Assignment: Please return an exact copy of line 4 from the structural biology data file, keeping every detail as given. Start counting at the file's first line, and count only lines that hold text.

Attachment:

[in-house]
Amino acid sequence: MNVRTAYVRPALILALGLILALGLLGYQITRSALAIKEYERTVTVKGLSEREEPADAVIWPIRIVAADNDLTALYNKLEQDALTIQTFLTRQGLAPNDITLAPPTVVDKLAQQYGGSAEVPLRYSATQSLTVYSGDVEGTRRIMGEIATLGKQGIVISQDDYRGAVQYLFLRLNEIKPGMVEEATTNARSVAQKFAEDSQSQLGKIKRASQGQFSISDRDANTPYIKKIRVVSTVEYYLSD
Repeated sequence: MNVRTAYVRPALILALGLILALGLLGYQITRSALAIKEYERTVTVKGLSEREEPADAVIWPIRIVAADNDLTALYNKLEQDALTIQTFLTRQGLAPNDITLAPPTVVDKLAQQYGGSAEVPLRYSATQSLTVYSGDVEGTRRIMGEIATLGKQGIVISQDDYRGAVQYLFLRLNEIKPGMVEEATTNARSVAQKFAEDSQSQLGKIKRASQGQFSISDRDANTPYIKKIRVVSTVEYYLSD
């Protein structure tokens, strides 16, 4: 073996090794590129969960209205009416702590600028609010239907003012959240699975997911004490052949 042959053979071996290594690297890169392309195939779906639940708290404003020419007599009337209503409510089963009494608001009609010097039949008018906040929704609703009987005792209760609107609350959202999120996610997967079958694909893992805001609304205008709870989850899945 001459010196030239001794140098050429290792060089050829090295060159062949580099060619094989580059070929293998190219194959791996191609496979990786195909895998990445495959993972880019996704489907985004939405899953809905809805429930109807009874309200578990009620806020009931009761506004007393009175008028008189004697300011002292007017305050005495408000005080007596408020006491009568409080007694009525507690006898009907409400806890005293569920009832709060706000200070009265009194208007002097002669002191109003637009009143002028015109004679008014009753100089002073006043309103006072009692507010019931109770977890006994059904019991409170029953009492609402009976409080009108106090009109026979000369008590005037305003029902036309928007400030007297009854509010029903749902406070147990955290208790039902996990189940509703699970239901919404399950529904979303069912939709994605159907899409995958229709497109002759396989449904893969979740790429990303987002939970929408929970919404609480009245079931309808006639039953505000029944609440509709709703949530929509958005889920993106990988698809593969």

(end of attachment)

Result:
């Protein structure tokens, strides 16, 4: 073996090794590129969960209205009416702590600028609010239907003012959240699975997911004490052949 042959053979071996290594690297890169392309195939779906639940708290404003020419007599009337209503409510089963009494608001009609010097039949008018906040929704609703009987005792209760609107609350959202999120996610997967079958694909893992805001609304205008709870989850899945 001459010196030239001794140098050429290792060089050829090295060159062949580099060619094989580059070929293998190219194959791996191609496979990786195909895998990445495959993972880019996704489907985004939405899953809905809805429930109807009874309200578990009620806020009931009761506004007393009175008028008189004697300011002292007017305050005495408000005080007596408020006491009568409080007694009525507690006898009907409400806890005293569920009832709060706000200070009265009194208007002097002669002191109003637009009143002028015109004679008014009753100089002073006043309103006072009692507010019931109770977890006994059904019991409170029953009492609402009976409080009108106090009109026979000369008590005037305003029902036309928007400030007297009854509010029903749902406070147990955290208790039902996990189940509703699970239901919404399950529904979303069912939709994605159907899409995958229709497109002759396989449904893969979740790429990303987002939970929408929970919404609480009245079931309808006639039953505000029944609440509709709703949530929509958005889920993106990988698809593969």